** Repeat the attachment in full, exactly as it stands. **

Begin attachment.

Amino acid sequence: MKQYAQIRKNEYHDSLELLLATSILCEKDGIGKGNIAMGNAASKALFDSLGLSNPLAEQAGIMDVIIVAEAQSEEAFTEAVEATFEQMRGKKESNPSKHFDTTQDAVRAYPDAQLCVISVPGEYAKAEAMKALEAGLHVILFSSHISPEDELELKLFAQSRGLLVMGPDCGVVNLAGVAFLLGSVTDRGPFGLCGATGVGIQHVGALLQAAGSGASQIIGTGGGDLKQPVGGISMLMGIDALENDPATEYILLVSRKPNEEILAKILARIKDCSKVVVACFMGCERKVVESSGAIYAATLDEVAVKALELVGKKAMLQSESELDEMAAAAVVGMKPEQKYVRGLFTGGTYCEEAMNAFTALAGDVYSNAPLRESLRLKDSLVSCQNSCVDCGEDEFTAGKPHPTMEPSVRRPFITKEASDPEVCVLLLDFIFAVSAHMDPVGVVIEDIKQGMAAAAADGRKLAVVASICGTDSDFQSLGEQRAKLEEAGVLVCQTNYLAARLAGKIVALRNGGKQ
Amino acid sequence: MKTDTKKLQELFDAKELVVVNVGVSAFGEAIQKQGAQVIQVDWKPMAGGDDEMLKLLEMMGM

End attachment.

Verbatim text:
Amino acid sequence: MKQYAQIRKNEYHDSLELLLATSILCEKDGIGKGNIAMGNAASKALFDSLGLSNPLAEQAGIMDVIIVAEAQSEEAFTEAVEATFEQMRGKKESNPSKHFDTTQDAVRAYPDAQLCVISVPGEYAKAEAMKALEAGLHVILFSSHISPEDELELKLFAQSRGLLVMGPDCGVVNLAGVAFLLGSVTDRGPFGLCGATGVGIQHVGALLQAAGSGASQIIGTGGGDLKQPVGGISMLMGIDALENDPATEYILLVSRKPNEEILAKILARIKDCSKVVVACFMGCERKVVESSGAIYAATLDEVAVKALELVGKKAMLQSESELDEMAAAAVVGMKPEQKYVRGLFTGGTYCEEAMNAFTALAGDVYSNAPLRESLRLKDSLVSCQNSCVDCGEDEFTAGKPHPTMEPSVRRPFITKEASDPEVCVLLLDFIFAVSAHMDPVGVVIEDIKQGMAAAAADGRKLAVVASICGTDSDFQSLGEQRAKLEEAGVLVCQTNYLAARLAGKIVALRNGGKQ
Amino acid sequence: MKTDTKKLQELFDAKELVVVNVGVSAFGEAIQKQGAQVIQVDWKPMAGGDDEMLKLLEMMGM